John Ashbery

John Ashbery

John Lawrence Ashbery (born July 28, 1927) is an American poet. He has published more than twenty volumes of poetry and won nearly every major American award for poetry, including a Pulitzer Prize in 1976 for his collection Self-Portrait in a Convex Mirror. Renowned for its postmodern complexity and opacity, Ashbery's work still proves controversial. Ashbery has stated that he wishes his work to be accessible to as many people as possible, and not to be a private dialogue with himself. At the same time, he once joked that some critics still view him as "a harebrained, homegrown surrealist whose poetry defies even the rules and logic of Surrealism."

"No figure looms so large in American poetry over the past 50 years as John Ashbery," Langdon Hammer, chairman of the English Department at Yale University, wrote in 2008. "No American poet has had a larger, more diverse vocabulary, not Whitman, not Pound." Stephen Burt, a poet and Harvard professor of English, has compared Ashbery to T. S. Eliot, calling Ashbery "the last figure whom half the English-language poets alive thought a great model, and the other half thought incomprehensible".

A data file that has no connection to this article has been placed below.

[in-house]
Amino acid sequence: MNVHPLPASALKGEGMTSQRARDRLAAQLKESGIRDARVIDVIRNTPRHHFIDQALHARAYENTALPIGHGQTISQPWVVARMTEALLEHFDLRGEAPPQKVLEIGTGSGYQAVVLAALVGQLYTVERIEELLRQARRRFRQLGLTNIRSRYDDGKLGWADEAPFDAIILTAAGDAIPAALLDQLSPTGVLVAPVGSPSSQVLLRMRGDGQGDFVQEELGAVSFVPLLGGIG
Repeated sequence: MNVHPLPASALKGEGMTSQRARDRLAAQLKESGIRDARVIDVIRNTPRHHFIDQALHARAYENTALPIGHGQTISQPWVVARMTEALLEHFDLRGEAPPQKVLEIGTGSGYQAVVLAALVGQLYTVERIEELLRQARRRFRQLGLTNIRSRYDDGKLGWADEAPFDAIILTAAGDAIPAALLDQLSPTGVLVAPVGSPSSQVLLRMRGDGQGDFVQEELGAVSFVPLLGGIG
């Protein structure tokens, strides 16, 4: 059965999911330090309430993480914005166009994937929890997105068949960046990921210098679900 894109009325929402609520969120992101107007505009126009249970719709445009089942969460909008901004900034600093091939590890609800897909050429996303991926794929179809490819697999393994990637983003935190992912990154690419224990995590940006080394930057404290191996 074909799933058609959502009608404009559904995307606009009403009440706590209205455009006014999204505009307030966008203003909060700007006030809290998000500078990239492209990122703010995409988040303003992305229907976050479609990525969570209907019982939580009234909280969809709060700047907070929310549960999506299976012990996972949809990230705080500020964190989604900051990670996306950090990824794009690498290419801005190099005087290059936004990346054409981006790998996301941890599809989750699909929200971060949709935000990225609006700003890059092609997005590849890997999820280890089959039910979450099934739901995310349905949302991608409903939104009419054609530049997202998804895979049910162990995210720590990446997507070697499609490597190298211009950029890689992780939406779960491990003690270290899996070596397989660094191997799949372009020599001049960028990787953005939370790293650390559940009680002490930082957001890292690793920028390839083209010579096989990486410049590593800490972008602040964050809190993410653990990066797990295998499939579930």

Read more about John Ashbery:  Life, Work, Reviews, Awards and Honors, Further Reading

Famous quotes by john ashbery:

    Life became a pregnant silence, but it was understood that the silence was to lead nowhere.
    John Ashbery (b. 1927)

    For this is action, this is not being sure, this careless
    Preparing, sowing the seeds crooked in the furrow,
    Making ready to forget, and always coming back
    To the mooring of starting out, that day so long ago.
    John Ashbery (b. 1927)